Day Three – Cheer Cheer For Old Notre Dame, Silver And Gold, Church Goers, Panthéon Sans Sperm, You Might Rue Our Description Of This Street, Sherpa Revisited, On Track For Limoges, Dinner Quandary and Didn’t I Buy One Of These At Trader Joes Last Week
Overcast skies greeted us as we left the hotel a little after 9 a.m. (I can’t believe I let this crew sleep in that late).
…the fearsome foursome took a metro ride to the Cité Métro station…
If anything, Notre Dame seemed even bigger than what I had remembered in the past. We strolled by a large chandelier that turned out to be La Couronne de Lumiere (The Crown Of Light), made in the 1840s by goldsmith Poussieigue-Rusand during a major restoration effort.
It was a worthwhile diversion.
There were lots of artifacts on display, beautiful stained glass, and we spent about 20 minutes walking around in there.
Exiting Notre Dame and looking up to see Saint Denis holding his head, I realized the line to climb to the top was more daunting than the actual climb, so we skirted alongside the big church to the East Garden.
Wandering across the Seine, we window-shopped on the Île Saint-Louis during a light drizzle.
We decided to leave the area in a hurry in case she remembered the dastardly international incident from six years ago…
…and continued our walk around Île Saint-Louis and window shopped for about 25 minutes or so. On the left bank, we found ourselves outside La Rôtisserie du Beaujolais, where Tracy and I had made friends with a chubby cat on Christmas Eve in 2006, but he must have been taking a cat nap as he was nowhere to be seen.
However, in front of the restaurant was an interesting sight of an electric car getting a charge about being in Paris. I didn’t even know Al Gore was in town.
We ducked in a couple of more churches, Église Saint-Nicholas-du-Chardonnet (I thought I might pick up a bottle until I was reminded that it was the wrong spelling) and Église Saint-Etienne du Mont.
On our last visit to Paris, we had visited Saint-Etienne du Mont and the area in the church where they have stained glass on display, but were not allowed in the actual church due to a funeral (yes, even I have scruples on occasion).
The stained glass is located in a small cloister near the back of the church and dates back to the 17th century. It’s a good way to appreciate its beauty up close and at eye level without getting a stiff neck.
It was getting near the lunch hour, but on our way to find a restaurant, looming in front of us was the Panthéon. The last time Tracy and I visited, we ducked inside the Panthéon only to find a Sperm Exhibit that kind of detracted from the beauty and sense of history of the building .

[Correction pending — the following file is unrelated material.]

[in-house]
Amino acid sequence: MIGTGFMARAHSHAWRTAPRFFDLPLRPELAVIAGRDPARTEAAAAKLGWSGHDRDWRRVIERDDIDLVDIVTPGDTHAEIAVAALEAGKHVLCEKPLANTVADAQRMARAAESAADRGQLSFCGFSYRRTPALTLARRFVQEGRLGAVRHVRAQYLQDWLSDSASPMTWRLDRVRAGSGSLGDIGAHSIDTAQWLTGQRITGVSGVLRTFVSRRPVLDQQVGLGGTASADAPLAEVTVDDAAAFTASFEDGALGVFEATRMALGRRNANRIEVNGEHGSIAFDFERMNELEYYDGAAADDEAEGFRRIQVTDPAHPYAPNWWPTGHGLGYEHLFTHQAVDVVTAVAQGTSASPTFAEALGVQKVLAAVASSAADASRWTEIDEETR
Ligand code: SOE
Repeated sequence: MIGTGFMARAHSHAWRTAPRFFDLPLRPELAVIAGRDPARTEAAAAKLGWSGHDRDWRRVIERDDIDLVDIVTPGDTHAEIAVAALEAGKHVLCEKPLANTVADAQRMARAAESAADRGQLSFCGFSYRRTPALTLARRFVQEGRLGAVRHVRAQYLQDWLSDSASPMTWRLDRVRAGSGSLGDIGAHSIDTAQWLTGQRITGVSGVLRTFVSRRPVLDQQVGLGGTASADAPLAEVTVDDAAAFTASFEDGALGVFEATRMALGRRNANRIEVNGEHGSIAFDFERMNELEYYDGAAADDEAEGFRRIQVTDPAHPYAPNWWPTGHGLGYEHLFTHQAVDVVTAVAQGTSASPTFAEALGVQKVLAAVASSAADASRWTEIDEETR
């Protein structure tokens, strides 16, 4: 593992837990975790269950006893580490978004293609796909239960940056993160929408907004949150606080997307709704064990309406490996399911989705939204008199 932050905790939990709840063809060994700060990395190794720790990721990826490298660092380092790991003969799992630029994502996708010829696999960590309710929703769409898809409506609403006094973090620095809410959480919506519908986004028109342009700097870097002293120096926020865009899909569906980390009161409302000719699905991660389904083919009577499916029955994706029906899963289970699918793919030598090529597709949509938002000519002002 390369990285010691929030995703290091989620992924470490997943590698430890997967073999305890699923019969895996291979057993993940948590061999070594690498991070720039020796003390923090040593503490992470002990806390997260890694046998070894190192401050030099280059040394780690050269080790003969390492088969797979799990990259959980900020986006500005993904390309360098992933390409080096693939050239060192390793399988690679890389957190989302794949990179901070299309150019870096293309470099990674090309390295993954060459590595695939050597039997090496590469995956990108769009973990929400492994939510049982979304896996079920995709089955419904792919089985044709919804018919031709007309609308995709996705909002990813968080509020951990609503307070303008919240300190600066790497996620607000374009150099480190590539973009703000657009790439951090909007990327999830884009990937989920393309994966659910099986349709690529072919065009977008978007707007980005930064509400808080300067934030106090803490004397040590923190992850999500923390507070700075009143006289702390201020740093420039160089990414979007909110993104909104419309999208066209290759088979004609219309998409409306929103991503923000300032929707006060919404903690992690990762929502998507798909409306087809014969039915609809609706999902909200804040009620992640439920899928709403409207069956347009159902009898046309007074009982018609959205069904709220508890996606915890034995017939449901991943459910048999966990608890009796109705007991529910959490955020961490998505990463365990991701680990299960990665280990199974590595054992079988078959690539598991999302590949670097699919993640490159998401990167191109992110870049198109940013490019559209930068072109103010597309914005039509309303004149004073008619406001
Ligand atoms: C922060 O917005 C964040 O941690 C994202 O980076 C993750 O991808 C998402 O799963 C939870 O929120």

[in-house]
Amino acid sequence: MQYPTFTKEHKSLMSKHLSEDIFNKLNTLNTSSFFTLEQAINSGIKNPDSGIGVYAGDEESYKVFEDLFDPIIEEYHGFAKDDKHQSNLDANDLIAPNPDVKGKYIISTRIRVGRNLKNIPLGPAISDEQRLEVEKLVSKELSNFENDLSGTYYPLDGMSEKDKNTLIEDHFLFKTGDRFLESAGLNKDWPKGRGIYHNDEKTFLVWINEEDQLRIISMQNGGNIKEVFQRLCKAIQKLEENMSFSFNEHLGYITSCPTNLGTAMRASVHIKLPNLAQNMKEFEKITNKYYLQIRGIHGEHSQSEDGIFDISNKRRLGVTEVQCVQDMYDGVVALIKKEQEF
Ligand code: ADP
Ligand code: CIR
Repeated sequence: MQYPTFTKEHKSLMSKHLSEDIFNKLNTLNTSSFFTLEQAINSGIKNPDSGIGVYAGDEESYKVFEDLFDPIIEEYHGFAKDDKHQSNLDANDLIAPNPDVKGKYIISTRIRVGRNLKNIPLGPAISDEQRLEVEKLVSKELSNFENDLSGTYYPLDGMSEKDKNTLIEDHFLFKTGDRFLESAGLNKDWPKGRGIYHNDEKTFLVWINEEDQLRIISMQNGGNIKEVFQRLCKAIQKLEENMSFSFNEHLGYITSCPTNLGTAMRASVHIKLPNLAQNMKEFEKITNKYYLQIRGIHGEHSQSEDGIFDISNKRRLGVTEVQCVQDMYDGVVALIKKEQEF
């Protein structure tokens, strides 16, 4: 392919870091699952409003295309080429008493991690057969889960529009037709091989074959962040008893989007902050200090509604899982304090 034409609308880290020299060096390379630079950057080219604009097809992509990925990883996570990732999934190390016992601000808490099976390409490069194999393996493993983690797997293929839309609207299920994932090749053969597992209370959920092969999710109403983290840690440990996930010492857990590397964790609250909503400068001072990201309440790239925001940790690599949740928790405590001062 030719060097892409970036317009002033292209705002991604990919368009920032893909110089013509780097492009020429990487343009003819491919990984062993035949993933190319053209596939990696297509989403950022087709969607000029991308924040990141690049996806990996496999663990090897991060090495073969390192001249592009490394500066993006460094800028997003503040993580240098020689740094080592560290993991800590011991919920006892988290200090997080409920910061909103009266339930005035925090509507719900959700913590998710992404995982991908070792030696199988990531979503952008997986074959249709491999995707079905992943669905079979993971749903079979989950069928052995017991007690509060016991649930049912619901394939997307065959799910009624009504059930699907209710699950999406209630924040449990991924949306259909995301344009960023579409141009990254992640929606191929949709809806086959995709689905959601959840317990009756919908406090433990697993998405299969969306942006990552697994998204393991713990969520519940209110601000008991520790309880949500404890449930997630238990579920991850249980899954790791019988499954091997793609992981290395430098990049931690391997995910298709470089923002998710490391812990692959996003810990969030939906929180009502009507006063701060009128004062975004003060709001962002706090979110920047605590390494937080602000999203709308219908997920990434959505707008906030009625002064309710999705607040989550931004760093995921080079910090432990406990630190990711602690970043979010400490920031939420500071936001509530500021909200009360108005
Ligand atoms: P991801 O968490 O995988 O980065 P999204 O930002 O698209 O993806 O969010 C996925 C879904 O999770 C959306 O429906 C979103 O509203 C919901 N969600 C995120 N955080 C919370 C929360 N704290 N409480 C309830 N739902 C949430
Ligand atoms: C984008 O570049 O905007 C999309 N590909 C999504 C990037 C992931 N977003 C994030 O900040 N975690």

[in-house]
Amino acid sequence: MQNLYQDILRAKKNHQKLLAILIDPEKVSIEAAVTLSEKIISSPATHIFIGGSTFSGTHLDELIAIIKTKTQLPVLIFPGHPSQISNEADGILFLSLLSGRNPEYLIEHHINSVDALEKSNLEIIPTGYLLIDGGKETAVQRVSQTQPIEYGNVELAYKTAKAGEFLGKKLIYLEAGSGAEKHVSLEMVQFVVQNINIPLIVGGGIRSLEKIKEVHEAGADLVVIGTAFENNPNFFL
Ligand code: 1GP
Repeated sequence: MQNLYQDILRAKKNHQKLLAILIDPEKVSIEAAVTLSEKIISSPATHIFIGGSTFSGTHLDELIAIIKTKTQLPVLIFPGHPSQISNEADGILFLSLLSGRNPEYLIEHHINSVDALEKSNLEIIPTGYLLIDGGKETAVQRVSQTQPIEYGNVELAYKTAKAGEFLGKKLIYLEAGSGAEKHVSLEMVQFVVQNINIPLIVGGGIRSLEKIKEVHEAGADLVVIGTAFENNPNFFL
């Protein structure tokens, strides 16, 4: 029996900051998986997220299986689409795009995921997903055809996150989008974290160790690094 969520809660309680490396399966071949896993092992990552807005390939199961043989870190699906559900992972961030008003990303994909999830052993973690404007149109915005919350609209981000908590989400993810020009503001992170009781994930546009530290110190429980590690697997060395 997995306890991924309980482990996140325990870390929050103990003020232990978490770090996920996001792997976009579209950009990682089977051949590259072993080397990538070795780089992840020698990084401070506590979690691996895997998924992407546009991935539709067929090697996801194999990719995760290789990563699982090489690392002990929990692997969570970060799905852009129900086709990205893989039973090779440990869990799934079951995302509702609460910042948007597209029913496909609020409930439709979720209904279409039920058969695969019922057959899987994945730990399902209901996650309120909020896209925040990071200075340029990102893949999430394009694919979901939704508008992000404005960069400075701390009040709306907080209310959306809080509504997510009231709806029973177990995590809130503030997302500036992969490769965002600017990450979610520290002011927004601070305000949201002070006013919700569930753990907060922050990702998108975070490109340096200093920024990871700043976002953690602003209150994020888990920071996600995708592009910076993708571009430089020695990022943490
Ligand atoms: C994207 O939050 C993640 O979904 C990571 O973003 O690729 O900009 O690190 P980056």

This is from my 2006 report: “We walked up to the Panthéon, and when we got inside there were white nylon things hanging down from the ceiling, and they were filled with white Styrofoam. It looked like something out of Woody Allen’s ‘Everything You Wanted to Know About Sex.’ Indeed, without too much imagination, they looked like sperm (photo is from 2006 trip).”
The Panthéon was originally built as a church dedicated to St. Genevieve. From a website I found: “It was then when the Revolutionist government changed the church into a mausoleum, a place to bury exceptional Frenchmen who had sacrificed their lives for their country or who had done something great for France. The Panthéon flipped back and forth to a church over the years but eventually assumed its lasting role as a burial place for martyrs and brilliant French citizens for good.”
Included in the price is the detour down to the seemingly endless crypts below. From Victor Hugo to Rousseau to Voltaire (above) to Marie Curie there were crypts for seemingly anyone who was anyone in France. It was now a little past noon and food beckoned. We found a nice lunch spot at Les Fontaines, 9, rue Soufflot.
…especially Kim’s Risotto with grilled shrimp and pesto.
It was another beautiful church with a nice fountain out front called Fontaine des Quatre Evêques (Fountain Of The Four Bishops).
After our visit, we walked around St. Germain for a little while longer until Kim asked about seeing the rue Mouffetard, a market street he had read about, and one Tracy and I visited on our walking tour with Michael Osman back in 2006.